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Justice for Land Use

The use of land is an absolute necessity for every living organism on earth. Food, shelter, and clothing come from it. In addition to basic needs, a multitude of purposes exist and denying access to them causes abuse, not against the land itself but against those who need it to live.

In the history of people, governments have controlled land use. Feudalism provided Europe's nobility estates and a hierarchy of lords and vassals to control ownership, the Caste system determined use by a person's family heritage, while communism sought to abolish private property making all land public and thus under total government control.

For an example of a somewhat opposite perspective: a new country of just a few hundred years, the United States of America, formed a union bound by a professional agreement, a pact, and a promise which was made available to every person. With human rights protected, the individual land caretaker became free to make full use of their creativity. A whole society emerged with a sense of justice, a quality of lawfulness, and connection to the earth. People do not own land forever, no one can do that, instead they require it for a time. Beyond providing basic life support, questions arise from how and what to do with land. How should it be used by its “owners”?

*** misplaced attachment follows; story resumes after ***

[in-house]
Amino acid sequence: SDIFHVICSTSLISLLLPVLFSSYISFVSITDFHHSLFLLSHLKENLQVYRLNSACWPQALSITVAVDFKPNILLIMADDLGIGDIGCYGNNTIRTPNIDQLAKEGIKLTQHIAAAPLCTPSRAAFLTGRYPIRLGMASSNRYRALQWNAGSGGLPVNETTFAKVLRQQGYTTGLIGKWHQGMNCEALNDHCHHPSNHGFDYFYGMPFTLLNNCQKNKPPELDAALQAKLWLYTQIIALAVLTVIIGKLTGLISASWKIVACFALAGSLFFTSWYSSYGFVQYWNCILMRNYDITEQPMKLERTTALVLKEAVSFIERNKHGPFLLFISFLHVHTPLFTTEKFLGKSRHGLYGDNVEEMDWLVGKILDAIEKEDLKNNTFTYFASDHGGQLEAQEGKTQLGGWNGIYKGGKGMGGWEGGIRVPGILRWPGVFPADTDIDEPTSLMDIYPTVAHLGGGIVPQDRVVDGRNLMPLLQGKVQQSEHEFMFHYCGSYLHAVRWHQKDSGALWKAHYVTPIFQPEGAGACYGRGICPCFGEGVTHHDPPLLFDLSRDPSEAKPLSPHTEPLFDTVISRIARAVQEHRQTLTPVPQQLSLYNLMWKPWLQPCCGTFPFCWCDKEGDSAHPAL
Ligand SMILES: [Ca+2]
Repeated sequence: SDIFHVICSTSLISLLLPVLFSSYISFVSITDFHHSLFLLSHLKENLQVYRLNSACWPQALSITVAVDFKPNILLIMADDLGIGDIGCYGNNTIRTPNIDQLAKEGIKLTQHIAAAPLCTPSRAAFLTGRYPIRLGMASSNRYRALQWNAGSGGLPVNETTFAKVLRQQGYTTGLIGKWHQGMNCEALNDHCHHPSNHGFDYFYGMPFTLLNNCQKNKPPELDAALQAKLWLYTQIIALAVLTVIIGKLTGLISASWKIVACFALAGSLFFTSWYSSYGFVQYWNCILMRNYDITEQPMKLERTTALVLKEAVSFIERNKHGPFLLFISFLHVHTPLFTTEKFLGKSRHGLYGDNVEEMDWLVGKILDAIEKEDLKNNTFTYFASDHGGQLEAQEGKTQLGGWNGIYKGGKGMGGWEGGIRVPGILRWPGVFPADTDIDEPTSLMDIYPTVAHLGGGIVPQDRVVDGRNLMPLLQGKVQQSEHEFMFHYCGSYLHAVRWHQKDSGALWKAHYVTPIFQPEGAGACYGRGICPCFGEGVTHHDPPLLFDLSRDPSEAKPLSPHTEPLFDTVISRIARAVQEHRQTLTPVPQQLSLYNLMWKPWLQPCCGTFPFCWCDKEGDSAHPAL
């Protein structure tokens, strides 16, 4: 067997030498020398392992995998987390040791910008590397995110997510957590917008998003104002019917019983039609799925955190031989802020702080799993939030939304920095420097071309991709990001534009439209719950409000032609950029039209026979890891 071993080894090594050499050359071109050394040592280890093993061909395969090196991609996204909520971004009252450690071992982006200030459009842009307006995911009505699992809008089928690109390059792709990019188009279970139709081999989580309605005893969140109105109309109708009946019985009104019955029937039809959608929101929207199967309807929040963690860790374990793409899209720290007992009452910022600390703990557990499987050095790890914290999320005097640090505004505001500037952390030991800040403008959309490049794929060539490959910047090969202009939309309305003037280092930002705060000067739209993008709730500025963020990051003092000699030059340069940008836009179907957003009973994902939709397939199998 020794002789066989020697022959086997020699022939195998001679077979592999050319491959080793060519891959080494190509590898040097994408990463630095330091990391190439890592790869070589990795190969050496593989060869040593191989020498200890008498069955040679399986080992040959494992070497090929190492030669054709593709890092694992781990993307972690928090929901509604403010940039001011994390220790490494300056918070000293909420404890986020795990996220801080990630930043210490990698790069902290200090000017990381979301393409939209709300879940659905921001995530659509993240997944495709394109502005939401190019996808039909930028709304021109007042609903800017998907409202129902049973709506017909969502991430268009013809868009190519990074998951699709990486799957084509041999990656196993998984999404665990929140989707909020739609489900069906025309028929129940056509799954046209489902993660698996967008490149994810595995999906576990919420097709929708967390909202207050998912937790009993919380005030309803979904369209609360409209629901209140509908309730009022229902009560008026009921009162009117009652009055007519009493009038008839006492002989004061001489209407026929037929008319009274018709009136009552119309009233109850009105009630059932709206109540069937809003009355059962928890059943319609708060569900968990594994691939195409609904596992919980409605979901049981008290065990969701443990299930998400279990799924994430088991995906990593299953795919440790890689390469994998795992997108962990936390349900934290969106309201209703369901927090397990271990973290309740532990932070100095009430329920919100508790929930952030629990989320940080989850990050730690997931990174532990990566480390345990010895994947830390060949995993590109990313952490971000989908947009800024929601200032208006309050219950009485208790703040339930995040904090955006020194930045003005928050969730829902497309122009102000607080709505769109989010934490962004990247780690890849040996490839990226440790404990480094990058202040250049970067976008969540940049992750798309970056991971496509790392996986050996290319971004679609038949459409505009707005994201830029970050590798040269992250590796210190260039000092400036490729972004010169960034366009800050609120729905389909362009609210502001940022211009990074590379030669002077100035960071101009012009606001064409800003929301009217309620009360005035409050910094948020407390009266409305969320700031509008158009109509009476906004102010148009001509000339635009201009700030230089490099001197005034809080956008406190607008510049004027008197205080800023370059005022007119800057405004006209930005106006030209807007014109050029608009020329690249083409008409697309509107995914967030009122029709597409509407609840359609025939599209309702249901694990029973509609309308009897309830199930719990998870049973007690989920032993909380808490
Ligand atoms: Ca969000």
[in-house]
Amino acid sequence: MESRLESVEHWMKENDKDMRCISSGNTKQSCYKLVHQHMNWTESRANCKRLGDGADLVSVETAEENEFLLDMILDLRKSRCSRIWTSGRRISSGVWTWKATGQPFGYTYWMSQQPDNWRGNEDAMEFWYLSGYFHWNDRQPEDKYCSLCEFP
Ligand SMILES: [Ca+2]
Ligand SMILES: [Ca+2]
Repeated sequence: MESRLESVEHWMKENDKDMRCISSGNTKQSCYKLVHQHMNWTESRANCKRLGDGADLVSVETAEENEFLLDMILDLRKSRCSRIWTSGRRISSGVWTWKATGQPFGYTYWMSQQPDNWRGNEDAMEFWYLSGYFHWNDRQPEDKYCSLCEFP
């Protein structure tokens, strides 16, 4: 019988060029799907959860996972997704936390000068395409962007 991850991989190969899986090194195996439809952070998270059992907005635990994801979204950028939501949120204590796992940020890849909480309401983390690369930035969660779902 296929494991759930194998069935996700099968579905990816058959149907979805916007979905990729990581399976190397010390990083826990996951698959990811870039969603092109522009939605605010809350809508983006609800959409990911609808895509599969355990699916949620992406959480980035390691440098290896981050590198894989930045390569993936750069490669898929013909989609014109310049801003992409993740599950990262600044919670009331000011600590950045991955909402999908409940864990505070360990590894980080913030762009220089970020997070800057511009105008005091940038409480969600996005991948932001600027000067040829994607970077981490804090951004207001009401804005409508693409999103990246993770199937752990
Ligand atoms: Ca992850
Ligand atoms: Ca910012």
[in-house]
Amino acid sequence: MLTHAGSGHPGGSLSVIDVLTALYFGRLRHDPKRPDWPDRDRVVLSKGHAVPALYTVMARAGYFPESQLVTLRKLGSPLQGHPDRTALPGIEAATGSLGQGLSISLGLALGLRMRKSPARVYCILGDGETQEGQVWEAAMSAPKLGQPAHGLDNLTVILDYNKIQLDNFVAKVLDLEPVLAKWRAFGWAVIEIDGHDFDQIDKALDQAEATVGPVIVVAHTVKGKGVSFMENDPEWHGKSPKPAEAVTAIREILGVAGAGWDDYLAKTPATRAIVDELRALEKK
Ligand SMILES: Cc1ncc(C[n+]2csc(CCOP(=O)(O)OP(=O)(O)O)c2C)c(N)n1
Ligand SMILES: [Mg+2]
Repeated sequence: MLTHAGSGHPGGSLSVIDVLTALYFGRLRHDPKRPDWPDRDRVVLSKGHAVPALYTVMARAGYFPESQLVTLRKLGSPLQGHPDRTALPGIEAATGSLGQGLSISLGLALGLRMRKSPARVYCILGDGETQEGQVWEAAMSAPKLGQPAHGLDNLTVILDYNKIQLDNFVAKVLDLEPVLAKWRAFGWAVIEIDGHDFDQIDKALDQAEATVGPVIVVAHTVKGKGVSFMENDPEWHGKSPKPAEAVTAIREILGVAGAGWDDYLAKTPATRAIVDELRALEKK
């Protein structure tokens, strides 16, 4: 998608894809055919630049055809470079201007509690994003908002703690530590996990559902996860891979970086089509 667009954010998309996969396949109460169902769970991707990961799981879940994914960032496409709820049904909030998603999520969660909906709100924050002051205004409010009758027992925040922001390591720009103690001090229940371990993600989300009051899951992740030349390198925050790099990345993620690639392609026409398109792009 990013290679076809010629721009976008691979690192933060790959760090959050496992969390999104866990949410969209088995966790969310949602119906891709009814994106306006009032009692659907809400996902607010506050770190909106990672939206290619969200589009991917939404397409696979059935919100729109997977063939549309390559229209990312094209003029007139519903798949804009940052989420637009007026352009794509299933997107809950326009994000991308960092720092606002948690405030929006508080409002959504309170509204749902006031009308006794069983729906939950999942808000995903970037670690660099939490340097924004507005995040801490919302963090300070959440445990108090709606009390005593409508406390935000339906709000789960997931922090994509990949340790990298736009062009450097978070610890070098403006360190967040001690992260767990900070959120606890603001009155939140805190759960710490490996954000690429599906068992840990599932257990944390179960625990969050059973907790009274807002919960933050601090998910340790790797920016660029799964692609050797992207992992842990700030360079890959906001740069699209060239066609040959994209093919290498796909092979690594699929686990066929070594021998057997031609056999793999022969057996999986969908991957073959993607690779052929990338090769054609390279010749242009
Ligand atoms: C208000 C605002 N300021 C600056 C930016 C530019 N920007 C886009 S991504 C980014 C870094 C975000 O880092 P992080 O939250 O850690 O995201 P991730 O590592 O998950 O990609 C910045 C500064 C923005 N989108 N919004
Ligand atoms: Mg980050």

When environmental concerns arise as perception of abuse against the land itself as if it was a separate entity from its users, does this mindset lead to thoughts that land needs to be taken care of by an elite group who is better qualified than the individual?

Is the concept of elite land control being revisited in modern environmentalism?

What do we do about the non-people inhabitants of earth and how should they be maintained?

Is what is good for all good for everyone?

JFLU.ORG seeks to find, discuss, and bring all opinions together so that we may find: Justice for Land Use.

The true story of Ochopee

Politicians contended for prestige beneath an environmental spotlight while government agencies pushed their personal land grab agendas on the hopeful South Florida community of Ochopee. Since the 1920s pioneering families came to the area with the common belief of making a life in an America free from oppression: an airboat and swamp buggy venture, tomato farmers, restaurants, bars, a general store, a campground, and a motel. When environmentalists in league with government came to take, it was the common person, the one who scrambled every day to feed their family who suffered. The only one with a stake in it, they had something to lose.

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